Response to KSRW’s May 31 article entitled ‘LADWP offers update on status commercial ranch leases in Mono.’
By Michael Prather
The current question in the Eastern Sierra is, “Should the City of Los Angeles dry up LADWP grazing leases in the Crowley Lake area of Mono County – lands where, for over 150 years, ranchers have created meadows and wetlands that support a rich variety of wildlife including our Bi-state sage grouse?” The drying up of 6,000 acres (nearly 10 square miles) of irrigated meadows will morph these lands into dry scrub with far less value for local agriculture and wildlife.
Why would Los Angeles do this? Those of us living embedded in the City of Los Angeles lands have been asking that question for over 100 years. No one knows outside of the LADWP building on ‘Hope’ Street and City Hall.
The Los Angeles Department of Water and Power arguments in cutting off the ranchers range from the callous, “Water was never guaranteed to these ranchers,” to claims about cattle harming sage grouse and polluting Crowley Lake. For nearly 150 years cattle have co-existed with sage grouse without causing their extinction. Any impacts occur primarily in sage areas (non-watered) and not meadows that are critical to the grouse. The LADWP claim of nutrients reaching Crowley does not discuss the percolation of water through meadows which is known to facilitate the remove pollutants. It is estimated that 50-80% of the irrigation water filters through the soil on its way down slope.
Meanwhile, Inyo County is breathing a sigh of relief in having their 1991 Inyo County/Los Angeles Long-term Water Agreement (LTWA) which preserves past land and water practices among other things. Mono County currently lacks that defense, but would have challenges under the California Environmental Quality Act (CEQA) and may even look to Inyo County’s LTWA that guarantees sustainable agriculture in the Owens Valley where several ranches/businesses depend on the summer range around Crowley Lake. Will the LADWP threat to destroy irrigated lands in Mono County trigger action by Inyo County? Will the ranchers rise up themselves and join legal campaigns brought by others?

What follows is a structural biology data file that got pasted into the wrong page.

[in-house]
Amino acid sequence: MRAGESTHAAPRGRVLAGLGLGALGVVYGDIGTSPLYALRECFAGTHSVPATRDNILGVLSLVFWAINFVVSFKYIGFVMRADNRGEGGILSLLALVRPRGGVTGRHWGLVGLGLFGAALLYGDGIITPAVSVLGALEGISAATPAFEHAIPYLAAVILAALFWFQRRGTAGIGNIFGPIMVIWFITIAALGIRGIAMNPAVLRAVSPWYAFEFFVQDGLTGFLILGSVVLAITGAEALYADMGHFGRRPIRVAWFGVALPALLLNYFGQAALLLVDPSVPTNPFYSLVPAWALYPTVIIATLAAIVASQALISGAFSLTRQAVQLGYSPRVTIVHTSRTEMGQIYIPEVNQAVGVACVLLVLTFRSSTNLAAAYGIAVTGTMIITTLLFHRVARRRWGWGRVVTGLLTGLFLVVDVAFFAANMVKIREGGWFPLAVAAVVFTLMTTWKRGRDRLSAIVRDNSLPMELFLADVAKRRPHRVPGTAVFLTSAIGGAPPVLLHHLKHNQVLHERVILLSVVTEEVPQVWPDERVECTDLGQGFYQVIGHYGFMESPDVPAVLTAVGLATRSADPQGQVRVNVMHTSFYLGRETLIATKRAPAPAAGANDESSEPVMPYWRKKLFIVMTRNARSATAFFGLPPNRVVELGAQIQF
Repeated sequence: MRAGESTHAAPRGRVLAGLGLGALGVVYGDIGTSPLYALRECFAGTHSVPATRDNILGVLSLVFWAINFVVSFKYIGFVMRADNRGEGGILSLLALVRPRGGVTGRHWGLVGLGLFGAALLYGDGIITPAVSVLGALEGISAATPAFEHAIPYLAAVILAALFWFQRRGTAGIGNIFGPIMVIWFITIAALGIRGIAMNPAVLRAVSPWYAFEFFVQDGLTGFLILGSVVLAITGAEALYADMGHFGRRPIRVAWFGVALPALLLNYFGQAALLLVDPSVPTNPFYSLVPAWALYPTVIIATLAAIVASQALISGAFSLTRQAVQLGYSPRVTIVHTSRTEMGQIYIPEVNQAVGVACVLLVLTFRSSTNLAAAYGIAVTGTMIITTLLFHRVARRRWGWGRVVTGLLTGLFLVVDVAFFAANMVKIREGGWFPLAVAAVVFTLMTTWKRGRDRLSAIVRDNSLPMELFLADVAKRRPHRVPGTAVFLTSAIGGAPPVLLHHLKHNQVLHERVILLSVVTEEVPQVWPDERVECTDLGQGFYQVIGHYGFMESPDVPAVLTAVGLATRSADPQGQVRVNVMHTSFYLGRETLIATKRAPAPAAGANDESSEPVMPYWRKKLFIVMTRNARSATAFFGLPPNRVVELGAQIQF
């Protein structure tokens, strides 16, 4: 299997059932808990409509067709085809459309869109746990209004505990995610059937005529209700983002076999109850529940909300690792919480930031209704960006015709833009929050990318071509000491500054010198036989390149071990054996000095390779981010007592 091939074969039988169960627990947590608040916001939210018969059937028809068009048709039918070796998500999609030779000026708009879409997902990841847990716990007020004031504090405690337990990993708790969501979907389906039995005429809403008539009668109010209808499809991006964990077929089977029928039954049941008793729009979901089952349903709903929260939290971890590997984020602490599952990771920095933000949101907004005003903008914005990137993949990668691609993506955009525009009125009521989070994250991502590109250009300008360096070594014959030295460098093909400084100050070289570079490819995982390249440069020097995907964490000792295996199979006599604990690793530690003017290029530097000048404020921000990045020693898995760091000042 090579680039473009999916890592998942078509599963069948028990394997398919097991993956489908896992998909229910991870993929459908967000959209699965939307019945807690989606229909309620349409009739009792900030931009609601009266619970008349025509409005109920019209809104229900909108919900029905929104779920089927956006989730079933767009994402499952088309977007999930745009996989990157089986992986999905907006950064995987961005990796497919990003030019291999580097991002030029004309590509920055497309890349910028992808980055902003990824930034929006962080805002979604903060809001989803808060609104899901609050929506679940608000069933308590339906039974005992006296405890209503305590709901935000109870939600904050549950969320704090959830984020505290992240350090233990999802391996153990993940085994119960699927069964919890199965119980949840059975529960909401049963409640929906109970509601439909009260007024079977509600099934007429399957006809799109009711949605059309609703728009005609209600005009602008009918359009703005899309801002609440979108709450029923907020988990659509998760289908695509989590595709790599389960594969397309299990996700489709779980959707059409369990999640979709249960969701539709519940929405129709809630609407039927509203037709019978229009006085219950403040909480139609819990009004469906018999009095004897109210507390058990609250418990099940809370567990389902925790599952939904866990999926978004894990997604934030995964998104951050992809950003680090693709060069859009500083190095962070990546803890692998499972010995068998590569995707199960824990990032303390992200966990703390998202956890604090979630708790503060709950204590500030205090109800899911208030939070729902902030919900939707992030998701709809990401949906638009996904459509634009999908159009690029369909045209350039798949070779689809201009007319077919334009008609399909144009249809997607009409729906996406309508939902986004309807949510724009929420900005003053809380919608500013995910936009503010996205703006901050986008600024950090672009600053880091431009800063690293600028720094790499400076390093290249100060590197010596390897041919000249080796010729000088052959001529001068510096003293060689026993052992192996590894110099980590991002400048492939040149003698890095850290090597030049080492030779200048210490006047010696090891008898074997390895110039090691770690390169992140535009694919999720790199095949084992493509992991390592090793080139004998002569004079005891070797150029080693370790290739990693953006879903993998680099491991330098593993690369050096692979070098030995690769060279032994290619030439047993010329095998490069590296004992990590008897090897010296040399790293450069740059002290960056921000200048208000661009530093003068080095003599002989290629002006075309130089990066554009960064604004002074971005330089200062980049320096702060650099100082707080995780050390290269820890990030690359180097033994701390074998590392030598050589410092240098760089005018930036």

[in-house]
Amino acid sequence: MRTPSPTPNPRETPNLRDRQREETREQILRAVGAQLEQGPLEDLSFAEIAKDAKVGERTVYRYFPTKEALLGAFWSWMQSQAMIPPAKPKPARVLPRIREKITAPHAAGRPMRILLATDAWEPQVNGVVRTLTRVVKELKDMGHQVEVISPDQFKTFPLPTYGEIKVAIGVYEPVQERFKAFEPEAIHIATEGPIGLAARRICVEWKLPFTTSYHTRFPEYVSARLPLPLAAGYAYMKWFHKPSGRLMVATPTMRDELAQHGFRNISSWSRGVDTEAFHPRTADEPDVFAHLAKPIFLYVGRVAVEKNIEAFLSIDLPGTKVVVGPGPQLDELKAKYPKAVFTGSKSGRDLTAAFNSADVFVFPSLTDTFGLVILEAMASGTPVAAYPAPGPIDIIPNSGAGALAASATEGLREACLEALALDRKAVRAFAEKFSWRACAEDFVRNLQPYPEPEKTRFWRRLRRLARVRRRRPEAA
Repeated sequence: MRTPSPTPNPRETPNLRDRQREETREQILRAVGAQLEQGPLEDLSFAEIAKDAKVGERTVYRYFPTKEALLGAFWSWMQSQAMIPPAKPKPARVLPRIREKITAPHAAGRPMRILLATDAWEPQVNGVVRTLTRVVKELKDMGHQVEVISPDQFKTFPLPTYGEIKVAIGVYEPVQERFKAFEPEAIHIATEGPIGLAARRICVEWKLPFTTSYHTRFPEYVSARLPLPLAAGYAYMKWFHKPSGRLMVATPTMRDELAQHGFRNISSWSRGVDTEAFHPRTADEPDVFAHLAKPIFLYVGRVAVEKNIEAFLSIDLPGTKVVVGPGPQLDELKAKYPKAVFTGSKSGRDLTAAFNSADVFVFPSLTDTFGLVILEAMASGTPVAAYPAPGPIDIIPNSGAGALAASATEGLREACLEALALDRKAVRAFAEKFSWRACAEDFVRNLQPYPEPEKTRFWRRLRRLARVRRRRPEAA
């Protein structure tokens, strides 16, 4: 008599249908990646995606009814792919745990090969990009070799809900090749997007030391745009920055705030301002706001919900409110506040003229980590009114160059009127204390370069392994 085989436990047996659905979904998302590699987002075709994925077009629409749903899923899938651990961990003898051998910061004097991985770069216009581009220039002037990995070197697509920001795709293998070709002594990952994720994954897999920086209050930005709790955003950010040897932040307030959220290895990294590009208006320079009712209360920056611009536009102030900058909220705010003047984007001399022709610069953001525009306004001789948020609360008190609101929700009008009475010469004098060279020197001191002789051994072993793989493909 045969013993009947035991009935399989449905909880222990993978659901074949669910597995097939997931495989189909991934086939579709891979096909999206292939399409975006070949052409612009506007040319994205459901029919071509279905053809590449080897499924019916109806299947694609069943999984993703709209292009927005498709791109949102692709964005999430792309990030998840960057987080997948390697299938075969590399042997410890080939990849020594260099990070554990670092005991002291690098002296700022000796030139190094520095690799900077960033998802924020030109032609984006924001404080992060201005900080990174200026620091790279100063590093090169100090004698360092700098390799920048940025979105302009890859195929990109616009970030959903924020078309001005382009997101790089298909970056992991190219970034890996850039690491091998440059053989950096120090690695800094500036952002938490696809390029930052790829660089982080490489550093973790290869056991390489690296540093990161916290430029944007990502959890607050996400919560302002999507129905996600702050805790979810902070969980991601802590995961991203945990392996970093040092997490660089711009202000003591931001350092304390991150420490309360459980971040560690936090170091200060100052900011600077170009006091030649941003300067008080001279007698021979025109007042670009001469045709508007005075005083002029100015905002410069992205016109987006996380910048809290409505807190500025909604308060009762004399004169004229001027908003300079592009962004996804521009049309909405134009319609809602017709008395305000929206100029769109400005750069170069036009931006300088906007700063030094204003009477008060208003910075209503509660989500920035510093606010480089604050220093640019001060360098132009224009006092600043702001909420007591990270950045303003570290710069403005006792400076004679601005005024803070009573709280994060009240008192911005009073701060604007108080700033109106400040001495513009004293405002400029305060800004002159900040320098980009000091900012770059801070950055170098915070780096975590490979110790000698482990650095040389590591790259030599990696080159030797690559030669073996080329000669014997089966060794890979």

The last four mayors of Los Angeles back to Mayor Hahn have all proclaimed, “The bad old days are over in Inyo and Mono.” This is while a LADWP manager would brag, “Litigation (delay) has been very profitable for Los Angeles. Litigation is cheaper than water.” This conflicting behavior has resulted in a 50% reduction of water exported to Los Angeles over the past decades as the Eastern Sierra has fought back. Los Angeles, with its superb water conservation efforts has been able to adjust to that loss although their water purchases from the Delta in Northern California have increased.
Los Angeles’ elected leadership and LADWP have agreed to many beneficial undertakings in the Eastern Sierra over the years. Local parks, campgrounds, golf courses, land fills, many businesses are all on leases from the City of Los Angeles through LADWP. Some 315,000 acres is owned by Los Angeles in Inyo and Mono Counties.
The City is an absentee landlord for many residents. Collaboration that has taken place during creation of the Owens Lake Master Project promises to control hazardous dust, use less water and enhance/protect wildlife habitat. The possible water savings over time at Owens Lake equals the amount of water that Los Angeles plans to deny ranchers in Mono County.
The 1991 Inyo/Los Angeles Long-term Water Agreement has a primary goal to provide a reliable source of water for Los Angeles. Respect and mutual trust are required in order to work cooperatively with Los Angeles. Both of these critical factors that allow us to live together are eroded when LADWP behaves as it is now with ranchers in Mono County.
The face of Los Angeles in Inyo and Mono Counties is the Los Angeles Department of Water and Power. Is it able to learn from the past for the benefit of those of us living here in the Eastern Sierra and for its own rate payers? When will the ‘Bad Old Days’ be truly over?
Lone Pine, CA
Chair of the Inyo County Water Commission writing as an individual.